Stop Copying Me

Nothing bothered me more than my sister mimicking me. “Stop copying me,” I would yell. “Stop copying me,” she would yell back doing her best impersonation of me as a whiny obnoxious child. Of course I was never ever whiny or obnoxious in my life, at least that’s the way I remember it. This form of torture proved more effective at driving me crazy than any insult that could be leveled. Of course you didn’t always have to use words to inflict harm. Words could be heard from another room or from the front seat of the car but mimicking movements was a form of stealth attack that almost always hit the target undetected by the parental police department – PPD. Regardless of the type of attack, eventually a request for outside assistance would be made by the sibling that was losing the copying battle. Mom always had a go-to phrase. It really didn’t make things better, but it did shut us up.

Mimicry is the highest form of flattery.

There is no comeback, nothing that could be said to oppose this go-to statement used by my mother. You just had to sit there and wonder, if it was such a compliment to copy someone, why did it work so well as a weapon?

I am old enough now to understand that what my mother said was accurate but not applicable to the situation. In an adult context, mimicking a person, a marketing strategy or a product is flattering because it says who they are or what they have created is so good that it is the standard for everything that follows.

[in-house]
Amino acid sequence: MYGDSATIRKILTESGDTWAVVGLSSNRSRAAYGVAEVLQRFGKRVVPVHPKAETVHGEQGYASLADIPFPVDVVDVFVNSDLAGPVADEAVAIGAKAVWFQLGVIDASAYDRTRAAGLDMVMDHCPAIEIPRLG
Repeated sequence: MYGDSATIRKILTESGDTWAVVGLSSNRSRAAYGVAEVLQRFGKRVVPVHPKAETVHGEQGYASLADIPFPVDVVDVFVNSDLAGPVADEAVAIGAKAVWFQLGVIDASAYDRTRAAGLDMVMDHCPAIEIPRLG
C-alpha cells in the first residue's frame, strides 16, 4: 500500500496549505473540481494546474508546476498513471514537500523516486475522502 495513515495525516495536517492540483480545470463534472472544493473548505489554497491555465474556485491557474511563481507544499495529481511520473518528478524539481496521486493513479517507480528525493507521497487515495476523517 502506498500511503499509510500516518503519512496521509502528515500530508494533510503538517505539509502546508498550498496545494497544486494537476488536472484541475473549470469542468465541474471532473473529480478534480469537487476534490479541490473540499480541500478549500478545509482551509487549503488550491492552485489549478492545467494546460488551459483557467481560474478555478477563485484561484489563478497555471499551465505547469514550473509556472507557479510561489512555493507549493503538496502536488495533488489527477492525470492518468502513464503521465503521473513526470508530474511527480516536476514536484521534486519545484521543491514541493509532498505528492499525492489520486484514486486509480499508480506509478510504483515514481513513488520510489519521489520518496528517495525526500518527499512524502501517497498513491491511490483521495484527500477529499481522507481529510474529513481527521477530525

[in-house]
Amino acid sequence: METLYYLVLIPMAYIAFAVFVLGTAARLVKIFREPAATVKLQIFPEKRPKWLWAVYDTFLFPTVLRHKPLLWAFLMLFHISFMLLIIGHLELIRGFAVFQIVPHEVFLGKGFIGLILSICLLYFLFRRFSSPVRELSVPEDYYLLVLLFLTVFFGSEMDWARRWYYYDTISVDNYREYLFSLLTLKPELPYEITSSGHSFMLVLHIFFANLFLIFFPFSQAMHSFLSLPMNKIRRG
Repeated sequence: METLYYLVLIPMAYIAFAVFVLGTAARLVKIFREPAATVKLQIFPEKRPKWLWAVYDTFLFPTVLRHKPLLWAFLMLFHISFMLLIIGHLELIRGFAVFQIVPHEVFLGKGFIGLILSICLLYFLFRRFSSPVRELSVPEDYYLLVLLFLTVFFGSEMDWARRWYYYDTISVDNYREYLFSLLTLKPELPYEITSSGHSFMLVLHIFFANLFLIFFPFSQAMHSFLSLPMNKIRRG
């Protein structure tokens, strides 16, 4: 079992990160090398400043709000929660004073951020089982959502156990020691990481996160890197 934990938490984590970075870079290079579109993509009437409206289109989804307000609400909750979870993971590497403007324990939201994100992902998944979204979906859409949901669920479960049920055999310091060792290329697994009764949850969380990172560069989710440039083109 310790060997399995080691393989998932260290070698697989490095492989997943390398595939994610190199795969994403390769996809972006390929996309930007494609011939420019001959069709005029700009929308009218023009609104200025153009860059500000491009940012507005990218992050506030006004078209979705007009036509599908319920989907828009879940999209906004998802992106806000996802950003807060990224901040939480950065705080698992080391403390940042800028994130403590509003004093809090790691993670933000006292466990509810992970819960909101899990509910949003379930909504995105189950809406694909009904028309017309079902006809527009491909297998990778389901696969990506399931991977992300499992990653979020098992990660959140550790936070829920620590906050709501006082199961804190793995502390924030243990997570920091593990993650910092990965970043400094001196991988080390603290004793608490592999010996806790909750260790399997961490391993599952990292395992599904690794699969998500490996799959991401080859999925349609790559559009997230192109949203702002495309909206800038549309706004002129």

To copy is to recreate without improvement, to perpetuate all that is good and all that is bad.

Great leaders give direction, pointing us away from the dangers of life. Great actors give us characters that allow us escape into a different world while they enjoy personal fame and fortune, a glamourous life that we desire. Great business people show us that there is the possibility that hard work will lead to success, riches and power, a lifestyle we covet. We believe if we can copy these people we will achieve what our human nature tells us is success.

To be truly relevant as a Christ follower and collective of Christ followers we must address the culture around us, not mimic it.

I wish the culture around us was like my sister and I. I wish that every time someone copied the ways of the world in the name of reaching it with the gospel, those in the world would yell back “stop copying me.” There is more to reaching the world with the gospel than mimicking the actions of socially minded humanitarians. God intended us to act out of compassion for both the needs of the present and the eternal. A full stomach, a clothed body with a place to live still lacks the most important necessity, God.

Faith without works is dead but works without the presentation of faith is a poorly executed knock off of God’s intended way for us to represent Him to the world.

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